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I am trying to assign each string a user inputs to a String array. The entire thing is in a for loop and is evaluated by the index of the array. My code is:

String skillAssign[] = new String[100];

    for (int i=0; isDone == false; i++)
    {
        System.out.println(skillAssign[i]);
        System.out.println(i);
        skillAssign[i] = keyboard.nextLine();
        if ((!(skillAssign[i].equalsIgnoreCase("stats"))) && (!(skillAssign[i].equalsIgnoreCase("done"))))
        {
            assignmentValue = keyboard.nextInt();
            if (((skillAssign[i].equalsIgnoreCase("health"))) && (skillPoints - assignmentValue >=0))
            {
                System.out.println("Added " + assignmentValue + " points to Health!");
                skillPoints = (skillPoints - assignmentValue);
                newMaxHealth = (assignmentValue + newMaxHealth);
            }
        //code that evaluates the string located inside the skillAssign[i] for other stats
    }

The first string evaluates properly, but when I go to input the second string, I get java.util.InputMisMatchException. How can I get it so it assigns a string to each index of the array inputted by the user, then evaluate it? (I think I got the evaluation part though)

I tried to limit the post to relevant code, so things like isDone are omitted, but isDone is changed to true when done is typed and keyboard is constructed with Scanner keyboard = new Scanner all other variables are set to 0 except for skillPoints

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5  
You've provided too little information to solve the issue. You haven't told what is isDone. Also, what else are you doing inside the for loop. Apart from that, please post the full stack trace. –  Rohit Jain Oct 12 '13 at 17:50
2  
You don't modify isDone in your loop at all. Also isDone == false can be better represented as !isDone. –  Tdorno Oct 12 '13 at 17:56
    
isDone is modified in omitted code inside the loop, but it isn't really relevant as an exception is thrown after the second loop anyway. –  Zachary Alfakir Oct 12 '13 at 18:01
    
When loooping, you need to have isDone modified, or you'll run into ArrayIndexOutOfBoundsException. –  Makoto Oct 12 '13 at 18:38

2 Answers 2

up vote 2 down vote accepted

I have tested the abovementioned code, and this is what happens:

  • We enter the loop.
  • You are requested to input the first string (through keyboard.nextLine()). I inputted 'health'.
  • You are requested to input an integer (through keyboard.nextInt()). I inputted '40'.
  • We re-enter the loop.
  • You are requested to input an integer (through keyboard.nextInt()).
  • ...

It seems that I'm not asked to input the second string, but instantly the integer.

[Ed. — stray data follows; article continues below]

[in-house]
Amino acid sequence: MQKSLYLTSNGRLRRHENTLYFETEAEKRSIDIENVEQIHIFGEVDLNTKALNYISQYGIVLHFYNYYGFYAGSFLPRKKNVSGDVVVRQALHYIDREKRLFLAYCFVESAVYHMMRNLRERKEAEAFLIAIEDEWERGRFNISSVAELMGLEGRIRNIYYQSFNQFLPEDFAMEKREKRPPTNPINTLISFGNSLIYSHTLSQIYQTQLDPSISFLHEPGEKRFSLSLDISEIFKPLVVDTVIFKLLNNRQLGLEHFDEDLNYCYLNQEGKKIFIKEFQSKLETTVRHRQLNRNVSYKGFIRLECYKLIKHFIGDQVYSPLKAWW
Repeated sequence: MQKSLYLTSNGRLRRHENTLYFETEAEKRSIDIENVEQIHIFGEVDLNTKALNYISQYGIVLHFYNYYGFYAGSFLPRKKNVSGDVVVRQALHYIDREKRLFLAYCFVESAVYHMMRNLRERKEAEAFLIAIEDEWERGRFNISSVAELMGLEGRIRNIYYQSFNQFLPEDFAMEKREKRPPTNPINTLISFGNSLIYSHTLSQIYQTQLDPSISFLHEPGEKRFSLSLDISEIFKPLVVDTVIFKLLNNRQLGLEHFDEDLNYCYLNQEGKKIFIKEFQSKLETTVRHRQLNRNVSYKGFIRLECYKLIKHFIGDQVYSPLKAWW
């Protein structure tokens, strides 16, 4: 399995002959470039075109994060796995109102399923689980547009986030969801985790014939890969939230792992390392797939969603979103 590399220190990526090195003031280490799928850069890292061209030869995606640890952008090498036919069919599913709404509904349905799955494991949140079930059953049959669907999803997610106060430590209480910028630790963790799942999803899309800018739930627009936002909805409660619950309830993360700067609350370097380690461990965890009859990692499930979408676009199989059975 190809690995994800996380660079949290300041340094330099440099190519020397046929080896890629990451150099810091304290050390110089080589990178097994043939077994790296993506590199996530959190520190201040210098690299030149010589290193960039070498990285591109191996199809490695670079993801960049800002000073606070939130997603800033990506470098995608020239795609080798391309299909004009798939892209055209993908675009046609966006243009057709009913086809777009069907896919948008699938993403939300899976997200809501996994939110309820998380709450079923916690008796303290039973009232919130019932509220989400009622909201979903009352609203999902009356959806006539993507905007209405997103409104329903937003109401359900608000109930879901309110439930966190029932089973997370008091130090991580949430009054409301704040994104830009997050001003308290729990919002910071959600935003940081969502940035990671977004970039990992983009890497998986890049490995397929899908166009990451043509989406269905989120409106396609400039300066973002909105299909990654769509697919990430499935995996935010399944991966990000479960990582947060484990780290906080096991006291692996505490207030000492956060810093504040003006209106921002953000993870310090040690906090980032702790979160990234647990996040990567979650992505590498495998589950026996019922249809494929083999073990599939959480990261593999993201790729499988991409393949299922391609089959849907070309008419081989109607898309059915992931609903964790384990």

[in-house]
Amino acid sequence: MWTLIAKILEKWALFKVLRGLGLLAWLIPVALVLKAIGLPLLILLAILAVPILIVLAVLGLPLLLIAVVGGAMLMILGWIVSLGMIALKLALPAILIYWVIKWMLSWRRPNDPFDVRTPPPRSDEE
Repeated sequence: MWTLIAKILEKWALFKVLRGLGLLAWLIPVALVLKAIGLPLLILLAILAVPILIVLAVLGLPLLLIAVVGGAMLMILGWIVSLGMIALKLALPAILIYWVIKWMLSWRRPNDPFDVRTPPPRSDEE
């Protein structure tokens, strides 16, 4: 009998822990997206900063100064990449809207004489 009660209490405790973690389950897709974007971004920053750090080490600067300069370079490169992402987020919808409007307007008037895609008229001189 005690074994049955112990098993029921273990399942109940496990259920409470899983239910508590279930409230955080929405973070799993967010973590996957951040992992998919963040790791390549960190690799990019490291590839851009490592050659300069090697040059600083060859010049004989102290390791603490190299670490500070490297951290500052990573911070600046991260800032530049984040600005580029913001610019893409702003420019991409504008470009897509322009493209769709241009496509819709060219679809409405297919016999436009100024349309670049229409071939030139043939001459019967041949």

I do not know why it is, but it looks like nextInt() causes the next nextLine() to be skipped.

Maybe you can replace

assignmentValue = keyboard.nextInt();

with

try {
    assignmentValue = Integer.parseInt(keyboard.nextLine());
}
catch (NumberFormatException exc) {
    throw new InputMismatchException(exc.getMessage());
}

EDIT
I saw a post on StackOverflow which briefly mentions why nextLine() after nextInt() is skipped.

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Yes, this one worked, Thanks you very much! –  Zachary Alfakir Oct 12 '13 at 19:00

i believe this is closer to your intention. this way the reference to your keyboard input that nextLine grabs isn't lost on each iteration, but remains preserved in a new String instance. correct?

System.out.println(i);
String getMe = keyboard.nextLine();
skillAssign[i] = new String(getMe);
System.out.println(skillAssign[i]);
share|improve this answer
    
If I use that method, wouldn't it only work once because I can't make another String called getMe? (I'm kind of noob) –  Zachary Alfakir Oct 12 '13 at 18:08
1  
getMe is a local variable inside the loop, meaning on each iteration it is served new born without any link to its existence in the previous iteration. –  FoggyDew Oct 12 '13 at 18:10
1  
if that's too confusing omit getMe, and use skillAssign[i] = new String(keyboard.nextLine()); –  FoggyDew Oct 12 '13 at 18:12
1  
String skillAssign[] = new String[100]; doesn't allocate memory for your future strings acquired from the keyboard. it just reserves references that will once you get those strings be used to access them. once there's the actual string to be referenced you have to make an instance that will hold actual characters of it. that is done with that new String(getMe); –  FoggyDew Oct 12 '13 at 18:23

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